Proving My InnocenceProving My Innocence


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Proving My Innocence

One day when I was driving to work, my car was side swiped by another large vehicle. Although I was lucky enough to walk away from the incident, the other drivers weren't as lucky, and one of them actually passed away. Since I wasn't at fault, I wasn't too worried about defending myself, which is why I was shocked to learn that the other drivers were suing me. Fortunately, my accident attorney helped to prove my innocence, which saved me thousands of dollars in the long run. This blog is all about the importance of working with the right legal team and proving your innocence.

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The Accident Report: Using It To Your Advantage

If you are the victim of a careless driver and now find yourself injured, without a car and missing work, you may need to file a personal injury claim against the driver. You are entitled to money damages, but you must prove that the other driver was at fault in the accident. You may have eye witnesses, photos, videos and more, but one important document can be useful in many ways. The accident report (also known as a police report) can provide you with important information and details, any of which could turn out to be the deciding factor in the success of your personal injury claim. Read on to learn more about this report and how it can help your case.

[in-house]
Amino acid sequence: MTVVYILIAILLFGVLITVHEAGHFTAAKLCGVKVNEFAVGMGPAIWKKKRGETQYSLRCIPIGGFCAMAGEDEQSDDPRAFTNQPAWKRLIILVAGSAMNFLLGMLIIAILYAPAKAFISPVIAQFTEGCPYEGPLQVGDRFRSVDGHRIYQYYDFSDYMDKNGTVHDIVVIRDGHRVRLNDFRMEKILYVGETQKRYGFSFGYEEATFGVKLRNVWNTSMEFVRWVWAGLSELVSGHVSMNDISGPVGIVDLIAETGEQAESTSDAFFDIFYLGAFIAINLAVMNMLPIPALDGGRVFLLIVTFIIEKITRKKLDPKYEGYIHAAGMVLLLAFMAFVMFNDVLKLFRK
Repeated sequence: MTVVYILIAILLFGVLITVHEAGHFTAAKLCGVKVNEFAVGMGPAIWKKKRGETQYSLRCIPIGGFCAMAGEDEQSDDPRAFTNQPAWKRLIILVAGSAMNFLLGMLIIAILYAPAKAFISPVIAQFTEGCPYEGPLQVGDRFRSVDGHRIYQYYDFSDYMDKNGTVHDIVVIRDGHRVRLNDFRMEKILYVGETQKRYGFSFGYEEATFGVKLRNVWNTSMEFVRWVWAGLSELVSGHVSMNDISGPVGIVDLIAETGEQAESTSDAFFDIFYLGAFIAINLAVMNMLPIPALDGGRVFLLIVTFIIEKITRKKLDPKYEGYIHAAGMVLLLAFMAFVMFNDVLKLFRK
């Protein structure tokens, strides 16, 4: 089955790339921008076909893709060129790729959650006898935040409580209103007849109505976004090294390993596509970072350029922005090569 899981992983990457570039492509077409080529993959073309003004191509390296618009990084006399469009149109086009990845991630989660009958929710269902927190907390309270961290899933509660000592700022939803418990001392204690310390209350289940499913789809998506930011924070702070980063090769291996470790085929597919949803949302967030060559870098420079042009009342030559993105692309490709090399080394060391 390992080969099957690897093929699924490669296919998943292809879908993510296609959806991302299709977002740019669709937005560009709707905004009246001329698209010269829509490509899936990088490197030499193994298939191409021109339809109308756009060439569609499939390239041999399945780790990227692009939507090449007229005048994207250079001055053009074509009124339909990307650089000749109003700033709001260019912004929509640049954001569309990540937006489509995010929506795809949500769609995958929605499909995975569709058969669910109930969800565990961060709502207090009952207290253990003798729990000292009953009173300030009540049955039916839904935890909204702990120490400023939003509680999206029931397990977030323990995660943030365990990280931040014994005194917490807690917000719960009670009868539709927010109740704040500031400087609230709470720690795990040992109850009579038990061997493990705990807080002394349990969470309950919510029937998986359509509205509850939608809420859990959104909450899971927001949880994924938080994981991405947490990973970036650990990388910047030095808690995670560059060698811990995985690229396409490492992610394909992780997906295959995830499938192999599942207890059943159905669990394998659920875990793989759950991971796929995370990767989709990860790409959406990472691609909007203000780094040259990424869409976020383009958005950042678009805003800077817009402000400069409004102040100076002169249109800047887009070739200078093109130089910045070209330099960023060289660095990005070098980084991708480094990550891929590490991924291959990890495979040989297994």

Procure the report: You can consider the accident report your first major piece of evidence for your case, since it is often available soon after your accident. Increasingly, officers at the scene will complete the report and give you a copy on the spot. If not, contact the presiding agency that oversees the area where your accident occurred. For example, if your accident occurred on an interstate highway, the state trooper or highway patrol agency would be in possession of the report. City and towns would have jurisdiction over their city limits and rural areas are often overseen by the county sheriff's department.

Full of important information: No matter how serious your injury and how confused and stressful you may have been at the time of the accident, if law enforcement responded to the scene, an accident report was generated and will contain the following information:

  • Everyone's contact information.
  • Everyone's insurance information.
  • Contact info for any witnesses to the accident.
  • Date, time and exact location of the accident.
  • Weather and road conditions at the time of the accident.
  • A listing of any traffic citations issued to any party.
  • A quick sketch of the accident scene and a summary of how the accident likely occurred.
  • In some cases, the responding officer's opinion as to the likely cause of the accident and who was at fault.

Scrutinize the report: Take your time and read the report carefully, and take quick action if you find an omission, an incomplete entry or errors. In some cases, the report can be amended or you may be allowed to add a statement.

Using the accident report: This report not only contains useful contact information, the facts it contains can be used by your auto accident attorney to form a case against the at-fault driver. A lawsuit can be formed using the report, and the officer's opinion of fault could spur the other sides' insurance carrier to offer you a settlement.